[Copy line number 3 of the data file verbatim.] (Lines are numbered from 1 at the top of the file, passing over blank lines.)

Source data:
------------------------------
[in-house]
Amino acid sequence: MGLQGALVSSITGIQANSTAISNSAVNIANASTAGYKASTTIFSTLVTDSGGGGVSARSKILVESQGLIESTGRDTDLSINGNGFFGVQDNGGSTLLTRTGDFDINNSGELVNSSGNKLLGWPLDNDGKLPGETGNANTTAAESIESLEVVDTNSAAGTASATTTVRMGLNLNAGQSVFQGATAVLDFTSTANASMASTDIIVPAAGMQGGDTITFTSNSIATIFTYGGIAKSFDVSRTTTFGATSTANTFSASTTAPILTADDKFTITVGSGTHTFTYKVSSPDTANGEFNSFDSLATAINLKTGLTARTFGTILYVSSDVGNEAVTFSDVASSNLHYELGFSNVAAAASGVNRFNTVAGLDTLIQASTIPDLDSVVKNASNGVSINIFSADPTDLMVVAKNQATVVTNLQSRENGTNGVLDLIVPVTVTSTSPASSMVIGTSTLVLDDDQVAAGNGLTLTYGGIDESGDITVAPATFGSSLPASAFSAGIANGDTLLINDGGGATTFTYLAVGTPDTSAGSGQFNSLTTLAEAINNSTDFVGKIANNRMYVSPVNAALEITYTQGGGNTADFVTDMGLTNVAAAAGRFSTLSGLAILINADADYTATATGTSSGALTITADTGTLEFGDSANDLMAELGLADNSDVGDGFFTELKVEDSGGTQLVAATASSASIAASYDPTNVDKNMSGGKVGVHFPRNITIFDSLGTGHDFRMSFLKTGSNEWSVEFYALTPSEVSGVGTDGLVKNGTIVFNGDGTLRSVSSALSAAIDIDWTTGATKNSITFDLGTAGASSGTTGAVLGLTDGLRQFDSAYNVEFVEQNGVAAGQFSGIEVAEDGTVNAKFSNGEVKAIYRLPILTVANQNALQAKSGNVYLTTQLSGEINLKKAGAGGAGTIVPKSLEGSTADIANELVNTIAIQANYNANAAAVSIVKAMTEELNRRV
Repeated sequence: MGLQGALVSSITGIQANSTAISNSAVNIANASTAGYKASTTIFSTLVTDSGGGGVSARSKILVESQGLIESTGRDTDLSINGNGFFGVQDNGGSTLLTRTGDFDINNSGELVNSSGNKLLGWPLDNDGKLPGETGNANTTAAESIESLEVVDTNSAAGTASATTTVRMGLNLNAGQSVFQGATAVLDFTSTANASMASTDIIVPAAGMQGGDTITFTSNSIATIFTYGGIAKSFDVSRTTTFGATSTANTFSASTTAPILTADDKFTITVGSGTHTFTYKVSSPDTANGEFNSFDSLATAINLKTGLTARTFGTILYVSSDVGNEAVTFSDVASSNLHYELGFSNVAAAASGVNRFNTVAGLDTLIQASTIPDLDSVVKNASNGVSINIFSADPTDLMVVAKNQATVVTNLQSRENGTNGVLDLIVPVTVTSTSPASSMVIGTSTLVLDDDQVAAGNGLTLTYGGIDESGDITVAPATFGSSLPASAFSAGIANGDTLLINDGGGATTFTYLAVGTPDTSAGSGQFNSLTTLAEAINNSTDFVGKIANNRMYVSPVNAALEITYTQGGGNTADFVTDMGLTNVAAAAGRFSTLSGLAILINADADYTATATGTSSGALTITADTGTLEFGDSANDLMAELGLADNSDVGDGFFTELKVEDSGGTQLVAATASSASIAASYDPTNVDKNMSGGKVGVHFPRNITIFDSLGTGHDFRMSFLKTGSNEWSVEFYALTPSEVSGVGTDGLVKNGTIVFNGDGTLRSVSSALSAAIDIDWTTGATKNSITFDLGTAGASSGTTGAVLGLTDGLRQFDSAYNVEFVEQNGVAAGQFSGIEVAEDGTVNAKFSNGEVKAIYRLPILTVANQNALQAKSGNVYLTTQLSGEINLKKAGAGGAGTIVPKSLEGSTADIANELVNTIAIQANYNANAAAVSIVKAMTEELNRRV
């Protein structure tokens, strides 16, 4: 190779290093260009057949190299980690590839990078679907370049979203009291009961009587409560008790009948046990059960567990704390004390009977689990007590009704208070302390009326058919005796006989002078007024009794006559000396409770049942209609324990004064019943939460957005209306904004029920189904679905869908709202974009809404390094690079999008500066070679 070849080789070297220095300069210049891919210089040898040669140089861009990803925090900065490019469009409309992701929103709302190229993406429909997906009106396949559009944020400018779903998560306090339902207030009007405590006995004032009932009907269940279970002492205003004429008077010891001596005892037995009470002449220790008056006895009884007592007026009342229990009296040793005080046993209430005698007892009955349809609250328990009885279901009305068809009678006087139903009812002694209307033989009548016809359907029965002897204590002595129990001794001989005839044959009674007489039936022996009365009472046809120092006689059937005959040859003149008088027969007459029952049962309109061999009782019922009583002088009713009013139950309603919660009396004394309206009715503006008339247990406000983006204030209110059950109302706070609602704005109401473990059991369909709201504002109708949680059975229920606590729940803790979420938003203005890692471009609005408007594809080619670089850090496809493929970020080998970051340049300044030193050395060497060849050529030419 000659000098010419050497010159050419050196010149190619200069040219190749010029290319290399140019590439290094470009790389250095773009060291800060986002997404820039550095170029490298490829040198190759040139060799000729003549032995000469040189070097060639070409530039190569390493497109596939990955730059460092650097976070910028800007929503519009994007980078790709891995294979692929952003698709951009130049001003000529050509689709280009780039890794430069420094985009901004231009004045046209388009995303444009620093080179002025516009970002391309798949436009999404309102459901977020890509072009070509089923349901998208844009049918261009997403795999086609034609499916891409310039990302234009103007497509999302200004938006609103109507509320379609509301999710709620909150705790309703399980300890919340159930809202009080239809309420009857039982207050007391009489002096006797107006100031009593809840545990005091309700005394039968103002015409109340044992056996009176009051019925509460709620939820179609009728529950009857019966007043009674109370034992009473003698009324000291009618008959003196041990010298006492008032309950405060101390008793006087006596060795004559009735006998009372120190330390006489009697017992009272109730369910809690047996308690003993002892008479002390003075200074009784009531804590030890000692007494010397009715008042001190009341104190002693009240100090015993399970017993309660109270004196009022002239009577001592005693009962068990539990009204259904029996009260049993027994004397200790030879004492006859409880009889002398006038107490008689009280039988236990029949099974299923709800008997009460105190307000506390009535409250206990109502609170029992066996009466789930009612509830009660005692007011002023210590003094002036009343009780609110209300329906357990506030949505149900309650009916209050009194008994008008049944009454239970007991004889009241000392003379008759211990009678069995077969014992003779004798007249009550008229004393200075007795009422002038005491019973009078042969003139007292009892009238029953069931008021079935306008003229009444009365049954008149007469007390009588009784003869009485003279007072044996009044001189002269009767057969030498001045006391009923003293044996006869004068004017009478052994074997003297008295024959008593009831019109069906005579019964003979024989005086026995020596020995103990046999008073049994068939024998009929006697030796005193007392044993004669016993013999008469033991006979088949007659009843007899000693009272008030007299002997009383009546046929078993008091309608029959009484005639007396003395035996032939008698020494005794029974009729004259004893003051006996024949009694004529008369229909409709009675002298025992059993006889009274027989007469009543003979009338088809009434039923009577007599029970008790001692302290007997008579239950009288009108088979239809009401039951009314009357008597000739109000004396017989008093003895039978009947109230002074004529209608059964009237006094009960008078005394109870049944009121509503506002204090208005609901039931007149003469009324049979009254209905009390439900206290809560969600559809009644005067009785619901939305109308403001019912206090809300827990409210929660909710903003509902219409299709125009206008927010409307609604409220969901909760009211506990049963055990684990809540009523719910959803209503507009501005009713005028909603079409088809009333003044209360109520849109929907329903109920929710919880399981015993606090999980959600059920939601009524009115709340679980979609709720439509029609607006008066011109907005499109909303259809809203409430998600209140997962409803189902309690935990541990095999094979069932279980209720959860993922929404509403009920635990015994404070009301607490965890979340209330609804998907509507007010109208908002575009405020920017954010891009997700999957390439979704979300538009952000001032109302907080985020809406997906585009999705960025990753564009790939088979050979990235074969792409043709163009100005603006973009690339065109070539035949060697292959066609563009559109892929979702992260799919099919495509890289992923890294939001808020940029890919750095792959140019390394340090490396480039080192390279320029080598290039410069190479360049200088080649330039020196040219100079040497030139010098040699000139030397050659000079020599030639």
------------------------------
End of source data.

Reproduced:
Repeated sequence: MGLQGALVSSITGIQANSTAISNSAVNIANASTAGYKASTTIFSTLVTDSGGGGVSARSKILVESQGLIESTGRDTDLSINGNGFFGVQDNGGSTLLTRTGDFDINNSGELVNSSGNKLLGWPLDNDGKLPGETGNANTTAAESIESLEVVDTNSAAGTASATTTVRMGLNLNAGQSVFQGATAVLDFTSTANASMASTDIIVPAAGMQGGDTITFTSNSIATIFTYGGIAKSFDVSRTTTFGATSTANTFSASTTAPILTADDKFTITVGSGTHTFTYKVSSPDTANGEFNSFDSLATAINLKTGLTARTFGTILYVSSDVGNEAVTFSDVASSNLHYELGFSNVAAAASGVNRFNTVAGLDTLIQASTIPDLDSVVKNASNGVSINIFSADPTDLMVVAKNQATVVTNLQSRENGTNGVLDLIVPVTVTSTSPASSMVIGTSTLVLDDDQVAAGNGLTLTYGGIDESGDITVAPATFGSSLPASAFSAGIANGDTLLINDGGGATTFTYLAVGTPDTSAGSGQFNSLTTLAEAINNSTDFVGKIANNRMYVSPVNAALEITYTQGGGNTADFVTDMGLTNVAAAAGRFSTLSGLAILINADADYTATATGTSSGALTITADTGTLEFGDSANDLMAELGLADNSDVGDGFFTELKVEDSGGTQLVAATASSASIAASYDPTNVDKNMSGGKVGVHFPRNITIFDSLGTGHDFRMSFLKTGSNEWSVEFYALTPSEVSGVGTDGLVKNGTIVFNGDGTLRSVSSALSAAIDIDWTTGATKNSITFDLGTAGASSGTTGAVLGLTDGLRQFDSAYNVEFVEQNGVAAGQFSGIEVAEDGTVNAKFSNGEVKAIYRLPILTVANQNALQAKSGNVYLTTQLSGEINLKKAGAGGAGTIVPKSLEGSTADIANELVNTIAIQANYNANAAAVSIVKAMTEELNRRV